Studying the Bible from beginning to end, keeping the narrative dimension before us, helps answer fundamental questions asked about the biblical worldview. When considering any worldview, we seek answers to questions like “Where are we?” “Who are we?” “What went wrong?” and “What is the solution?”
Christopher Wright, in his book, The Mission of God, suggests the following answers (Wright, Christopher 55, 2006):
“Where are we?” Answer: We inhabit the earth, which is part of the good creation of the one living, personal God, YHWH.
“Who are we?” What is the essential nature of humanity? We are made by YHWH in God’s own image, one of God’s creatures, but unique among them in spiritual and moral relationships and responsibility.
“What’s wrong?” Why is the world in such a mess? Through rebellion and disobedience against our Creator God, we have generated the mess that we now see around us at every level of our lives, relationships and environment.
“What is the solution?” What can we do about it? Nothing in our selves. But the solution has been initiated by God through his choice and creation of a people, Israel, through whom God intends eventually to bring blessing to all nations of the earth and ultimately to renew the whole creation.
We all have a worldview, a basic set of beliefs through which we look at the world. Worldviews are so basic to life, that we usually don’t think about them. But we think about everything else through them. The significance of a worldview can be illustrated by imagining how different our perceptions of life would be if we took the atheist’s or agnostic’s posture concerning the existence of God rather than the biblical view of God. Do you suppose your life would be any different if lived as an atheist? Mortimer Adler writes,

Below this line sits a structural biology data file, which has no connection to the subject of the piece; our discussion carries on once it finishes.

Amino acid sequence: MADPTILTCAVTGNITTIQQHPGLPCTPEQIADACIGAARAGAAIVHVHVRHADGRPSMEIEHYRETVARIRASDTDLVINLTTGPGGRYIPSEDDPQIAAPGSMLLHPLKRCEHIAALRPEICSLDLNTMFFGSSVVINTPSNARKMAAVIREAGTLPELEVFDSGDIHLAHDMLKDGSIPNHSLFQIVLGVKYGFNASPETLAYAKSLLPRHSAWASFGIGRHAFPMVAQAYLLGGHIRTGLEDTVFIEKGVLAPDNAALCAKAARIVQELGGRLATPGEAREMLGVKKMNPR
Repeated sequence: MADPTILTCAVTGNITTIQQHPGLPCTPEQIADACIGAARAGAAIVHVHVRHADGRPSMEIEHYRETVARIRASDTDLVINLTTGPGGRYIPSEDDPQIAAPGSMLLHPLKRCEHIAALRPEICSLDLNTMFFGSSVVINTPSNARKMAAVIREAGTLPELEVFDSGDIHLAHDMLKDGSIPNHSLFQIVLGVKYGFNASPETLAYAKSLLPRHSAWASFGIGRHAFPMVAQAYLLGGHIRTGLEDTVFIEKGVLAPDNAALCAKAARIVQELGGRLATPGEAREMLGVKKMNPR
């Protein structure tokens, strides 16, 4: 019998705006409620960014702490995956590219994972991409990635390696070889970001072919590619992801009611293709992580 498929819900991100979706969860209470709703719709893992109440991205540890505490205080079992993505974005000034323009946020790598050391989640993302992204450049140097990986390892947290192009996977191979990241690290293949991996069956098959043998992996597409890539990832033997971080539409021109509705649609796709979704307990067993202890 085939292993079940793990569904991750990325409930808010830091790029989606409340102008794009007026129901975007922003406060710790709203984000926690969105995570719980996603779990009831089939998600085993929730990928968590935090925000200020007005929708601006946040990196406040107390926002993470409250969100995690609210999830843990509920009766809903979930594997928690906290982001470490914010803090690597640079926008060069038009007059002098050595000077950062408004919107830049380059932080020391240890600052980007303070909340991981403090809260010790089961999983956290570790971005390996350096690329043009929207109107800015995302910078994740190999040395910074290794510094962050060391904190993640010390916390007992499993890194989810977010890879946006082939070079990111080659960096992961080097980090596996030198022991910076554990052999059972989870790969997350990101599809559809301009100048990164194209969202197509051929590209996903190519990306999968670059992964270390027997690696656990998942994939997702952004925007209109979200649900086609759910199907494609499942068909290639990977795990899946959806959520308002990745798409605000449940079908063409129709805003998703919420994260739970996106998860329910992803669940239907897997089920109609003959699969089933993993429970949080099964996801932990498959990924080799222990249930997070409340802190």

More consequences for thought and action follow from the affirmation or denial of God than from answering any other basic question. They follow for those who regard the question as answerable only by faith or only by reason, and even for those who insist upon suspending judgment entirely (Adler 391, 1986).
As one writer put it, God did not leave us a theory on atonement. He left us a meal. The just shall not live by one theory of atonement or another, but by faith in God, and in what He did through His Son on the cross. N. T. Wright observes,